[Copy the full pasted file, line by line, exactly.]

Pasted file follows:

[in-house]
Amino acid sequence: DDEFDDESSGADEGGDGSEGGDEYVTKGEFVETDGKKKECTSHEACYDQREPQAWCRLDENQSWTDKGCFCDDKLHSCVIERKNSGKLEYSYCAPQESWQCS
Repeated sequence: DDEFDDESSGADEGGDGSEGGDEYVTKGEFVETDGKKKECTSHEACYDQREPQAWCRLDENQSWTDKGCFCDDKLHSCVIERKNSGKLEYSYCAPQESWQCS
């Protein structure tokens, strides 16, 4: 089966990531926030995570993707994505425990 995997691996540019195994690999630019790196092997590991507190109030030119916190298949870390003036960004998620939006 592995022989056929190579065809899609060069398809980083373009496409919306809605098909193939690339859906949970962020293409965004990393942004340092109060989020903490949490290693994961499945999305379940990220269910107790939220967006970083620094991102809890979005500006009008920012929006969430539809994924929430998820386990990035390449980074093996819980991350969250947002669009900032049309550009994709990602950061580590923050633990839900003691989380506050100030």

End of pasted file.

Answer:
[in-house]
Amino acid sequence: DDEFDDESSGADEGGDGSEGGDEYVTKGEFVETDGKKKECTSHEACYDQREPQAWCRLDENQSWTDKGCFCDDKLHSCVIERKNSGKLEYSYCAPQESWQCS
Repeated sequence: DDEFDDESSGADEGGDGSEGGDEYVTKGEFVETDGKKKECTSHEACYDQREPQAWCRLDENQSWTDKGCFCDDKLHSCVIERKNSGKLEYSYCAPQESWQCS
């Protein structure tokens, strides 16, 4: 089966990531926030995570993707994505425990 995997691996540019195994690999630019790196092997590991507190109030030119916190298949870390003036960004998620939006 592995022989056929190579065809899609060069398809980083373009496409919306809605098909193939690339859906949970962020293409965004990393942004340092109060989020903490949490290693994961499945999305379940990220269910107790939220967006970083620094991102809890979005500006009008920012929006969430539809994924929430998820386990990035390449980074093996819980991350969250947002669009900032049309550009994709990602950061580590923050633990839900003691989380506050100030």